Monday, September 16th, 2019

Maddie & Tae – Die from a Broken Heart

This ain’t their mama’s broken heart…


Joshua Lu: Maddie & Tae depict a breakup through the mess it left behind: mascara on a pillowcase, a busted door, a stained dress (mentioned twice, like they’re rediscovering these signifiers again and again). Through this confusion comes a complex web of emotions, like an anger (“the nerve of this guy”) that’s immediately restrained (their insistence that daddy leave his gun at home), as well as self-blame (“I wanna kick myself”) and, eventually, a realization that their heart has been broken (“am I gonna be all right?”), encapsulated best in the way “heart” is sung at the end of the chorus, tumbling like a delicate ornament off a shelf.

Jessica Doyle: So I checked with my in-house personal firearms consultant (which is to say, my husband) and his verdict was: if there are no children in the house and everyone’s been properly trained, it’s okay to keep the pistol in the drawer. I disagree. It ain’t a microplane zester; get a safe! Especially if your newly-heartbroken daughter is moving back in for an undetermined period of time, and her shock and grief at having just been dumped have caused her to regress a bit, so that she’s pleading for Mama for reassurance despite being old enough to have her own place with a front door. No, you cannot die of a broken heart, but you can certainly well die of a dumb impulse. Get the safe, and then when she’s had a few days to recover from this very ordinary and very human (well-described) event, take her to a range; contrary to what the movies claim, it is (thankfully) hard to aim worth a damn while crying.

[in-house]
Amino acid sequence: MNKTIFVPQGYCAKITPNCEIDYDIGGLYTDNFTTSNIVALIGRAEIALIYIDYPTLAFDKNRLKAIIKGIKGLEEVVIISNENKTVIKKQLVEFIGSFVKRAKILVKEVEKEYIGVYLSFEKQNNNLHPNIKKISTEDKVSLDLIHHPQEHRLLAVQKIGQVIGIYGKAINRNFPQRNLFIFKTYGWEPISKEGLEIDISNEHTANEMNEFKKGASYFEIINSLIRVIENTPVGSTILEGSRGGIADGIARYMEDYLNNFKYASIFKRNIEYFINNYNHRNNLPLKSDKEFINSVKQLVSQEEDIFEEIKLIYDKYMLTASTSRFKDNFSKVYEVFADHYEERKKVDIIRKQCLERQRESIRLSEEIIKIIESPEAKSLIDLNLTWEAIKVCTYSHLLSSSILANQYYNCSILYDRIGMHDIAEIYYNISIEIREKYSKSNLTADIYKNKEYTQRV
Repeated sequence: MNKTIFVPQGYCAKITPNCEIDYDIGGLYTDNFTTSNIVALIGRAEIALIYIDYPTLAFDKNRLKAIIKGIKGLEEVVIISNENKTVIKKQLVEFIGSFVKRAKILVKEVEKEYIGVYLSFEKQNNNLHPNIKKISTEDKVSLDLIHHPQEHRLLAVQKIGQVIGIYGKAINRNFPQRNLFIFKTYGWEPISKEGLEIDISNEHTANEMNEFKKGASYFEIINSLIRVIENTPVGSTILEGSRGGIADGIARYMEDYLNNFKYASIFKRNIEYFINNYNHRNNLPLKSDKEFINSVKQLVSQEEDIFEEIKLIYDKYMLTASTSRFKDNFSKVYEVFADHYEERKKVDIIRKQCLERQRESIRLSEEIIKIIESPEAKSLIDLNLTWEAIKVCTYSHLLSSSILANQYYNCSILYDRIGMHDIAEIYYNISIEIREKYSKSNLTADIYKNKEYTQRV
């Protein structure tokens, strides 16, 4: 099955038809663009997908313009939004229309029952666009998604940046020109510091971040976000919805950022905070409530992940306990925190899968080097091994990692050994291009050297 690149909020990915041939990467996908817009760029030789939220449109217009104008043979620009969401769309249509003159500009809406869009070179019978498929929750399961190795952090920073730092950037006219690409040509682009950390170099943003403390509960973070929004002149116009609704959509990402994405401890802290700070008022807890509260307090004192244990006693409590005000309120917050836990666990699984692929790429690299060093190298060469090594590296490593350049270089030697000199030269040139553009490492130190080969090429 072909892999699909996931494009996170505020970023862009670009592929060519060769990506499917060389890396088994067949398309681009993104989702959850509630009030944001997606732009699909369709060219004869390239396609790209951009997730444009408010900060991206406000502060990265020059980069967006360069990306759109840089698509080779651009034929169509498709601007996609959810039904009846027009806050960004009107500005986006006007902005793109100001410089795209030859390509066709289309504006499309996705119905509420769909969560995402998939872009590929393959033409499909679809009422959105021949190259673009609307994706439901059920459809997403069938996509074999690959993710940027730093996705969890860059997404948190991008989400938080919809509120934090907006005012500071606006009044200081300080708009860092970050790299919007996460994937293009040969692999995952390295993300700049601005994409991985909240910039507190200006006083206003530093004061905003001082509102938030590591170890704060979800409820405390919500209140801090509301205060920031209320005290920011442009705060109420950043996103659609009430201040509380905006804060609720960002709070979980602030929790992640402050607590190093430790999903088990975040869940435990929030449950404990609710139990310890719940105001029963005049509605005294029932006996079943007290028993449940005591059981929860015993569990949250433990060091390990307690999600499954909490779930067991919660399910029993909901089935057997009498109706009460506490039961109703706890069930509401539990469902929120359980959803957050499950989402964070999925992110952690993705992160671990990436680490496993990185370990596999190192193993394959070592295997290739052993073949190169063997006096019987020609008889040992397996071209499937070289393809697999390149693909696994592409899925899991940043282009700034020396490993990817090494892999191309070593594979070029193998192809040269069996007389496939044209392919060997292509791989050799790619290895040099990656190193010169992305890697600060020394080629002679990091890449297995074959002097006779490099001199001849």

Kylo Nocom: A bit schmaltzy (I’m still not sure if I actually like the elevations of those melodies alongside the instrumental), but I love my parents and the titular question wouldn’t resonate if I hadn’t witnessed how the answer to it could be “yes.”

Tobi Tella: A broken heart? No. A boring song? Maybe!

Alfred Soto: The tug of those guitars and the duo’s harmonies ululate in perfect tandem for the purpose of blahness. 

Joshua Minsoo Kim: A fragile, tender song that leaves me weak. More than anything, it makes me grateful that I can talk with my parents about some of my own problems — I don’t know what I’ll when they pass.

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